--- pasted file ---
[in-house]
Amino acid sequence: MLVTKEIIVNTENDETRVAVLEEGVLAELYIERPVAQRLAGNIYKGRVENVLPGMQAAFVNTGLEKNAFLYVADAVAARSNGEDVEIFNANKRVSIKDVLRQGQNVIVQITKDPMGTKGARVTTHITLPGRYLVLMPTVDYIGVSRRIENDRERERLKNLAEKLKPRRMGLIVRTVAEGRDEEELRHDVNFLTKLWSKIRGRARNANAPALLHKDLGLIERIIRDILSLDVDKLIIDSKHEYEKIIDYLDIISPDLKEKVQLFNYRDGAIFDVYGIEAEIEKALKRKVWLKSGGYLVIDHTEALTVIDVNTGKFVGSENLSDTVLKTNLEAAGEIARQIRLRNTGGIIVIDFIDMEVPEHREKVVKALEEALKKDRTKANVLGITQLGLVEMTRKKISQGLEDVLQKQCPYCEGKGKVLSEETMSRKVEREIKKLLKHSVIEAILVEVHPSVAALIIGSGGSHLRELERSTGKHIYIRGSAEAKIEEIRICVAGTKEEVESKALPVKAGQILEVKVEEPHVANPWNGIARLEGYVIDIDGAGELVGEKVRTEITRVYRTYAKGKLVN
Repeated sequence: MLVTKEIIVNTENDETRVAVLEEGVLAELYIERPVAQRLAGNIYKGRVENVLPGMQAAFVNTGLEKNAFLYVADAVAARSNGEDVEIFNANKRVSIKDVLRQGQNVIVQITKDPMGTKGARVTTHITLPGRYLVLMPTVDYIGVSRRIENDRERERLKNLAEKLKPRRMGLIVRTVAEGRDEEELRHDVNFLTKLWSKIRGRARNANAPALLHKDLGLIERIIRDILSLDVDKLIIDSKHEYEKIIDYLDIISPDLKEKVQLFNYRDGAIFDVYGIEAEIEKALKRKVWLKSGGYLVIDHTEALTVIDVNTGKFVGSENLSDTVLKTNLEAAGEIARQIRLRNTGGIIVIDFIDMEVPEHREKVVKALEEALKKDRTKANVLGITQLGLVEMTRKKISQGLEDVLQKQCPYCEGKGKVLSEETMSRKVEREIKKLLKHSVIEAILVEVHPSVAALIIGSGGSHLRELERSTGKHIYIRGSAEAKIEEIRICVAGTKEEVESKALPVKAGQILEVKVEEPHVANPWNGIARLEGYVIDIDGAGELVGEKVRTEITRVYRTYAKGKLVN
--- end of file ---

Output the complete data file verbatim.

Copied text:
[in-house]
Amino acid sequence: MLVTKEIIVNTENDETRVAVLEEGVLAELYIERPVAQRLAGNIYKGRVENVLPGMQAAFVNTGLEKNAFLYVADAVAARSNGEDVEIFNANKRVSIKDVLRQGQNVIVQITKDPMGTKGARVTTHITLPGRYLVLMPTVDYIGVSRRIENDRERERLKNLAEKLKPRRMGLIVRTVAEGRDEEELRHDVNFLTKLWSKIRGRARNANAPALLHKDLGLIERIIRDILSLDVDKLIIDSKHEYEKIIDYLDIISPDLKEKVQLFNYRDGAIFDVYGIEAEIEKALKRKVWLKSGGYLVIDHTEALTVIDVNTGKFVGSENLSDTVLKTNLEAAGEIARQIRLRNTGGIIVIDFIDMEVPEHREKVVKALEEALKKDRTKANVLGITQLGLVEMTRKKISQGLEDVLQKQCPYCEGKGKVLSEETMSRKVEREIKKLLKHSVIEAILVEVHPSVAALIIGSGGSHLRELERSTGKHIYIRGSAEAKIEEIRICVAGTKEEVESKALPVKAGQILEVKVEEPHVANPWNGIARLEGYVIDIDGAGELVGEKVRTEITRVYRTYAKGKLVN
Repeated sequence: MLVTKEIIVNTENDETRVAVLEEGVLAELYIERPVAQRLAGNIYKGRVENVLPGMQAAFVNTGLEKNAFLYVADAVAARSNGEDVEIFNANKRVSIKDVLRQGQNVIVQITKDPMGTKGARVTTHITLPGRYLVLMPTVDYIGVSRRIENDRERERLKNLAEKLKPRRMGLIVRTVAEGRDEEELRHDVNFLTKLWSKIRGRARNANAPALLHKDLGLIERIIRDILSLDVDKLIIDSKHEYEKIIDYLDIISPDLKEKVQLFNYRDGAIFDVYGIEAEIEKALKRKVWLKSGGYLVIDHTEALTVIDVNTGKFVGSENLSDTVLKTNLEAAGEIARQIRLRNTGGIIVIDFIDMEVPEHREKVVKALEEALKKDRTKANVLGITQLGLVEMTRKKISQGLEDVLQKQCPYCEGKGKVLSEETMSRKVEREIKKLLKHSVIEAILVEVHPSVAALIIGSGGSHLRELERSTGKHIYIRGSAEAKIEEIRICVAGTKEEVESKALPVKAGQILEVKVEEPHVANPWNGIARLEGYVIDIDGAGELVGEKVRTEITRVYRTYAKGKLVN